On Sunday, as part of their 20th anniversary celebration, Audible announced the inaugural inductees of the Narrator Hall of Fame. This week, four ACX Producers receiving this honor are sharing their reflections and their advice to future inductees. Today, we’re joined by Scott Brick.
Being told I’ve been elected to Audible’s Hall of Fame is easily the most surreal experience of my life. As a sports fan, I’ve grown up in awe of the men and women worthy to be designated Hall of Famers, but never anticipated the possibility of it happening in my life. And while I don’t feel even close to worthy, I am nevertheless grateful, hugely grateful for the honor. Like my peers, I didn’t come into this industry for accolades. We work in isolation, after all, reading alone in a room, unconnected to the listening audience.
And in some ways, I try to maintain that isolation. I think it helps me, I think it can help all of us. Don’t get me wrong, I love a nice review like anyone else, but I try not to read them, because good or bad, they’re one person’s opinion. If you’ve spent any time in Hollywood, you’ve likely heard the saying, “Oh, he believes his own press.” Staying away from listener reviews or blog sites keeps me from doing that, but also protects me from getting bogged down by negativity.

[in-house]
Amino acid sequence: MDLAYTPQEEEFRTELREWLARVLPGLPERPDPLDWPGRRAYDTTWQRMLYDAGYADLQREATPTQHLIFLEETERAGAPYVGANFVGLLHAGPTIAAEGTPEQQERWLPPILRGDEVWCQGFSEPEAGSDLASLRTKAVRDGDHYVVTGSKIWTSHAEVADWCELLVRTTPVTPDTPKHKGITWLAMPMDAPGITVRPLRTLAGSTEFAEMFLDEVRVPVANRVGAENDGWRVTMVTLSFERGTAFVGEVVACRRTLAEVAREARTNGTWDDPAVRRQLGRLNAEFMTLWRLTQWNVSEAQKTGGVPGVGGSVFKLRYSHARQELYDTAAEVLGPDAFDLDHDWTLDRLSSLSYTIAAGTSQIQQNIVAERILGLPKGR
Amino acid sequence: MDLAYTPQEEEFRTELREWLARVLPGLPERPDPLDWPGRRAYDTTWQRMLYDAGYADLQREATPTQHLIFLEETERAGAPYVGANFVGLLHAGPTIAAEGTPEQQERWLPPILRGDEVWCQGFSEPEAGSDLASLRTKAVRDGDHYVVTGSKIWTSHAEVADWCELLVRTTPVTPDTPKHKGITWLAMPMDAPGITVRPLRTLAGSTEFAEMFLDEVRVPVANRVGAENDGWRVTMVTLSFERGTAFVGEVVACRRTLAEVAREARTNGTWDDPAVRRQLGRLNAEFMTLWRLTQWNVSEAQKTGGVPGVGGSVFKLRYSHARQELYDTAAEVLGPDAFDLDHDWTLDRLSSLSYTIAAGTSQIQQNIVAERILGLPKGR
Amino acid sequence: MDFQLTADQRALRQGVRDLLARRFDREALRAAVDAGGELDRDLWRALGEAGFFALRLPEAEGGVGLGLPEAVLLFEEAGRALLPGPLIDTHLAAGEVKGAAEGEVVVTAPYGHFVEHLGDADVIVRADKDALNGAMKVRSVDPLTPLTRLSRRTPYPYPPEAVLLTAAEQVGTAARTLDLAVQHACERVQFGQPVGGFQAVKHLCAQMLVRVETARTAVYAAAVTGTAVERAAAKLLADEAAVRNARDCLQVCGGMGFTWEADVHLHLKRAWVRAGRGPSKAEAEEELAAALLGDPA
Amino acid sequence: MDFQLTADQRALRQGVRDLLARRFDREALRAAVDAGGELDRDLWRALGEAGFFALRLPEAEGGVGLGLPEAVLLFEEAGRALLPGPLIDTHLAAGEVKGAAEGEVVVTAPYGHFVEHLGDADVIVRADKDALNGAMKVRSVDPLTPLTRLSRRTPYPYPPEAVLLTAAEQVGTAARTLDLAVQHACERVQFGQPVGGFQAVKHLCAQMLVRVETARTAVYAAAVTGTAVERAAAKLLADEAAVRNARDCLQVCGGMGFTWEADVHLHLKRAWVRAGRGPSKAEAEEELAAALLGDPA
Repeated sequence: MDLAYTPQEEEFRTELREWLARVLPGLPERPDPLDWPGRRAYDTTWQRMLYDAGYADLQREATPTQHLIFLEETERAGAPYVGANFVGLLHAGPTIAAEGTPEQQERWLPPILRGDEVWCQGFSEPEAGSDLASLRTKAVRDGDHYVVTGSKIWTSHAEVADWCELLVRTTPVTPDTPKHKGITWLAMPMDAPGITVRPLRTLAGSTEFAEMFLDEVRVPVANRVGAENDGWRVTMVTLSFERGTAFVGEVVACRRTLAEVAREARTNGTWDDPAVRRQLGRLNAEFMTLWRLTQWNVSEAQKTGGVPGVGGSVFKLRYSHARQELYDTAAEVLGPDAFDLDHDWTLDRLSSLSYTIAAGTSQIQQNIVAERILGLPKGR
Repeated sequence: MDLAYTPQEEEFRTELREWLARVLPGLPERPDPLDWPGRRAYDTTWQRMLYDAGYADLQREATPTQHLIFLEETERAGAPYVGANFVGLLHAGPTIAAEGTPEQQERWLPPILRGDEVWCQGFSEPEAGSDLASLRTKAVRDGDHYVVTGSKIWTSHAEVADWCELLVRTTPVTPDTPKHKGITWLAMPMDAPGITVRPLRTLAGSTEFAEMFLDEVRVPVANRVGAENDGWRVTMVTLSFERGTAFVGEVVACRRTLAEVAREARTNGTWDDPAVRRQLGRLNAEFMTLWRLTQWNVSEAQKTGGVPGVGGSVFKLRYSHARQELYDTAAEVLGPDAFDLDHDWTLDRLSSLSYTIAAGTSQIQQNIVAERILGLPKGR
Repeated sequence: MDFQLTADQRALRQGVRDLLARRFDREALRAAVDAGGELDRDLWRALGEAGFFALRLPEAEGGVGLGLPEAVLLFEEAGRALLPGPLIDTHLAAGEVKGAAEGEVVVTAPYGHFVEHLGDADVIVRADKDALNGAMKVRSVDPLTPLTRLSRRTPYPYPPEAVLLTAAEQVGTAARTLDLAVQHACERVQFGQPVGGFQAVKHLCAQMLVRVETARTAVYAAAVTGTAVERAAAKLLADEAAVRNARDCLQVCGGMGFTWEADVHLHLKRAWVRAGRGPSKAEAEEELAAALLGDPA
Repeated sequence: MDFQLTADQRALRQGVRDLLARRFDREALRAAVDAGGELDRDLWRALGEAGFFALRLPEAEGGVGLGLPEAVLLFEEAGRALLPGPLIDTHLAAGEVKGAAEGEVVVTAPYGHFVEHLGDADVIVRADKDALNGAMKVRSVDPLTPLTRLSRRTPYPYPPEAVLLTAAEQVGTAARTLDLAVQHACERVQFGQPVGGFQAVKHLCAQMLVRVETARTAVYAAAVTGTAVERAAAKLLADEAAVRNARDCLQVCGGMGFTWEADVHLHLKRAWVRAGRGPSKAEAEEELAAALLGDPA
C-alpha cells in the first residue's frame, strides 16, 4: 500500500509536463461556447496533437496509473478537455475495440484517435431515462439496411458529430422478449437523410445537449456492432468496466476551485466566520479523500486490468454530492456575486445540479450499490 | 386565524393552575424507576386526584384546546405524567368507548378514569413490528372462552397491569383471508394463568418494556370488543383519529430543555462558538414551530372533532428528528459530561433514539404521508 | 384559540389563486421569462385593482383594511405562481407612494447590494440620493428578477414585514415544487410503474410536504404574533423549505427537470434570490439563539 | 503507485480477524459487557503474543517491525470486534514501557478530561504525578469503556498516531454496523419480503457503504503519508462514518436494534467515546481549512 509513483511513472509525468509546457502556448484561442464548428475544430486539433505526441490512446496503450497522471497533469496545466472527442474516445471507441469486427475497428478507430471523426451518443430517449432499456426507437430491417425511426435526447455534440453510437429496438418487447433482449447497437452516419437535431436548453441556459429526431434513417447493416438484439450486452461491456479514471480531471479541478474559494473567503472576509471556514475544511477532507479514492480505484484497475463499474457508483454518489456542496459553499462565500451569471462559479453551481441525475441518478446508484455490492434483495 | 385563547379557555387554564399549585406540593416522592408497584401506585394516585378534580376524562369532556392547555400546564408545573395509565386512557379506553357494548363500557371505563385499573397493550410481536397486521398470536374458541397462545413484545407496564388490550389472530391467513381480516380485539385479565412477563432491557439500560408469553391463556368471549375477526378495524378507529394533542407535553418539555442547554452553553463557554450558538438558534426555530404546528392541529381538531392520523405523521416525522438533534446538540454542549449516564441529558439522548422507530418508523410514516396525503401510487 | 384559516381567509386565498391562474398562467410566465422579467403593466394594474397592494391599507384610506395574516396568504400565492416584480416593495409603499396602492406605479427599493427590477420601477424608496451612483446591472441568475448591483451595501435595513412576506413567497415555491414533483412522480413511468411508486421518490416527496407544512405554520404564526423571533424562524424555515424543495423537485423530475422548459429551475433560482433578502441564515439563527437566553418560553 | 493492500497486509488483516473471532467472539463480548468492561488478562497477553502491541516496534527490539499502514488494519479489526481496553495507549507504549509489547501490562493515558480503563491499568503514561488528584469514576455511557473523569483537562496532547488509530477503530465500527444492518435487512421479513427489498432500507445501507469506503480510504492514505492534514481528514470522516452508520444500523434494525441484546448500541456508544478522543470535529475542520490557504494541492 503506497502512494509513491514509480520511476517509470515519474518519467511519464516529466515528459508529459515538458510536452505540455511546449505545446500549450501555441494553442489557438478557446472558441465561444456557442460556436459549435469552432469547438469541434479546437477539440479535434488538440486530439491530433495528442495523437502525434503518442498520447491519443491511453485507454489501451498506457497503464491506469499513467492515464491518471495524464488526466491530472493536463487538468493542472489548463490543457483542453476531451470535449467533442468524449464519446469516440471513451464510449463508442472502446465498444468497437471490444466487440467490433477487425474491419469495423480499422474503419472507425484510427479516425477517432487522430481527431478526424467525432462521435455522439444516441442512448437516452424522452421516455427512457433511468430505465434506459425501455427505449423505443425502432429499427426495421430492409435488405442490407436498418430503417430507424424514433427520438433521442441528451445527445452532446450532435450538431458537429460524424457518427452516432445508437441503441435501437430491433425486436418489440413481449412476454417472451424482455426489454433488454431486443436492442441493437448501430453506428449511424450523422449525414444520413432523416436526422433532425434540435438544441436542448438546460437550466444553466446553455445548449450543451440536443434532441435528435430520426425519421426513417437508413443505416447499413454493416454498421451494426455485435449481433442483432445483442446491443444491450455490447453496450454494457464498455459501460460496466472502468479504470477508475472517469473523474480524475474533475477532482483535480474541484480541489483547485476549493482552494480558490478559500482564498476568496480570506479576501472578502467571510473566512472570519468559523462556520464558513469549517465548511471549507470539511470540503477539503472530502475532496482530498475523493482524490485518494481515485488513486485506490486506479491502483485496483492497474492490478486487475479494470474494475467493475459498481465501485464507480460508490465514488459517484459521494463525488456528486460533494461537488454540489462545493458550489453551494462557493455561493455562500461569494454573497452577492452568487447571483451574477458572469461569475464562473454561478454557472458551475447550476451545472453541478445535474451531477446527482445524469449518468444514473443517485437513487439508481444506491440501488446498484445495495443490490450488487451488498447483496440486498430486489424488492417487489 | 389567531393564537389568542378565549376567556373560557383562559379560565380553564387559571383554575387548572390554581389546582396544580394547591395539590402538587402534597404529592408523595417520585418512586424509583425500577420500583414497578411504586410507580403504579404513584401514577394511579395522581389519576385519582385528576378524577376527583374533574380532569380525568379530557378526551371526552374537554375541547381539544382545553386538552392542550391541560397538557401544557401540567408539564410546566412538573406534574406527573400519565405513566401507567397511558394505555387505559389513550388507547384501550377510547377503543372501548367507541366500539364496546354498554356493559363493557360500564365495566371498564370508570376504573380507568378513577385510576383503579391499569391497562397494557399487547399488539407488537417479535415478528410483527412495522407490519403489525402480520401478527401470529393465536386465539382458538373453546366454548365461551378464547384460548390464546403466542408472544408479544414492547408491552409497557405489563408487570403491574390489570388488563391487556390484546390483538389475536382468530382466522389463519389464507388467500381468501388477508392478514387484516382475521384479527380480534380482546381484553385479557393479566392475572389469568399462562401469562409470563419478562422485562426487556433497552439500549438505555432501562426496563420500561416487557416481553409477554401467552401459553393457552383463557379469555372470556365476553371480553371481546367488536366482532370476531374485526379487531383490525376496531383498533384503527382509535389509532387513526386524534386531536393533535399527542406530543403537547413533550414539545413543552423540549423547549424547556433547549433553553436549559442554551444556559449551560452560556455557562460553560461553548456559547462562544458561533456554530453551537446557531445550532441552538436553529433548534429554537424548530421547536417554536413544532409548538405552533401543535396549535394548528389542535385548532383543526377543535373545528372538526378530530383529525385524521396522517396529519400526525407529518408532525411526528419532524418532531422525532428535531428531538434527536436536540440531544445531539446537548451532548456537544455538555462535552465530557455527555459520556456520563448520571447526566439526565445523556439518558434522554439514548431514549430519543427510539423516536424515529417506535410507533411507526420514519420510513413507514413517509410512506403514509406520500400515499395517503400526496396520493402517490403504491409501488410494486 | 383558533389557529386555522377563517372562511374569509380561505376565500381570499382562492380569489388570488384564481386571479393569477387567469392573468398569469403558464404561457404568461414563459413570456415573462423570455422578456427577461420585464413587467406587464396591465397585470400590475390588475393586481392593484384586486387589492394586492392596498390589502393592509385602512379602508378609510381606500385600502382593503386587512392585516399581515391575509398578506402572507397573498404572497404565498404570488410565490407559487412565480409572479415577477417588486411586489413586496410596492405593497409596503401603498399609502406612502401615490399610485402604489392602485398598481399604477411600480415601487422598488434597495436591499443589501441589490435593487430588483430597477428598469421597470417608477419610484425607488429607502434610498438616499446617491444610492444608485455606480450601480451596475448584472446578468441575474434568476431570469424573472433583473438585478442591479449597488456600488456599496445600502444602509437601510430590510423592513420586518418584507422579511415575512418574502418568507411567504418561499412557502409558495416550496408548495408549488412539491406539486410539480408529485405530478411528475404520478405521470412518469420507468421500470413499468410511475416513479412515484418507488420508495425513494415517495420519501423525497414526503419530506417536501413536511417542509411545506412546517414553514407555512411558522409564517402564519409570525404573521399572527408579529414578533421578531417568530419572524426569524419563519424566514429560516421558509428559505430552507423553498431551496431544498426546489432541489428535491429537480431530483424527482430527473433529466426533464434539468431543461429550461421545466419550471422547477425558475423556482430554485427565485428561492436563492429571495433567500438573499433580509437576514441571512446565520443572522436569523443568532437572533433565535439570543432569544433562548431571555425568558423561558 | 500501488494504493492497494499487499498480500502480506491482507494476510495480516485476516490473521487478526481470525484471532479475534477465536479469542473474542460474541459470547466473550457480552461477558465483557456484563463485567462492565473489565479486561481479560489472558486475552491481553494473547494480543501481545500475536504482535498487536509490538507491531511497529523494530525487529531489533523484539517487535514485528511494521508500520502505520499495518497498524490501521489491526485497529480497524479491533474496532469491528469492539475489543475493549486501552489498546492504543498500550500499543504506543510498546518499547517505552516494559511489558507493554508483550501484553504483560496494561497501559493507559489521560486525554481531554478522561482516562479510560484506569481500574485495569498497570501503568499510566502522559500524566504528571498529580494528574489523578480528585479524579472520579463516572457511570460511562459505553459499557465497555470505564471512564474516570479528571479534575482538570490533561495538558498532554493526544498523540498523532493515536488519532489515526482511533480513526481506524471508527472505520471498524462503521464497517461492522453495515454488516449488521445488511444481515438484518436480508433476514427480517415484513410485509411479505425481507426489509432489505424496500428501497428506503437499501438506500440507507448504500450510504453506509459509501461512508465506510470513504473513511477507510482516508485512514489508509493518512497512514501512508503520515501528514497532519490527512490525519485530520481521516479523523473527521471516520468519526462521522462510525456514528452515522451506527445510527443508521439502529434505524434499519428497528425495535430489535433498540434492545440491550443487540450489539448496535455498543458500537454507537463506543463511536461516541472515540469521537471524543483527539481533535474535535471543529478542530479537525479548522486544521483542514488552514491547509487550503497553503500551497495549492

Yes, ours is a profession that relies heavily on self-promotion, so it’s a fine line to walk, but I try to navigate it as best I can. I will absolutely post the occasional rave for a project I’ve worked on, but I do so primarily to help publicize the book, as well as to honor the author and the publisher, and show my appreciation for the faith they’ve shown in me. That’s both good manners and good business. Beyond that, though, I try not to pay attention. While speaking at a conference a few years ago, a fan approached me on the street and asked how many narration awards I’ve won, and I told her truthfully, “I don’t know.” I kinda don’t want to know, you know?
When I was in my twenties I got the chance to work with a well-known actor, and in a quiet moment I asked him which of his many roles was his favorite. His response? “My next one.” That taught me a valuable lesson and has been an example I’ve tried to follow. I have never once forgotten what it felt like to walk into Dove Audio in Beverly Hills all those years ago for my very first narration job—on June 10, 1999; yes, I wrote it down! Although I had already booked the job, I nevertheless knew that my work in the studio that day was an audition: I was auditioning for my next job, and I have been ever since.
Thank you, Audible. It’s been a lovely twenty years, and I am deeply grateful.
Tomorrow, ACX Storyteller Luke Daniels stops by to share his thoughts.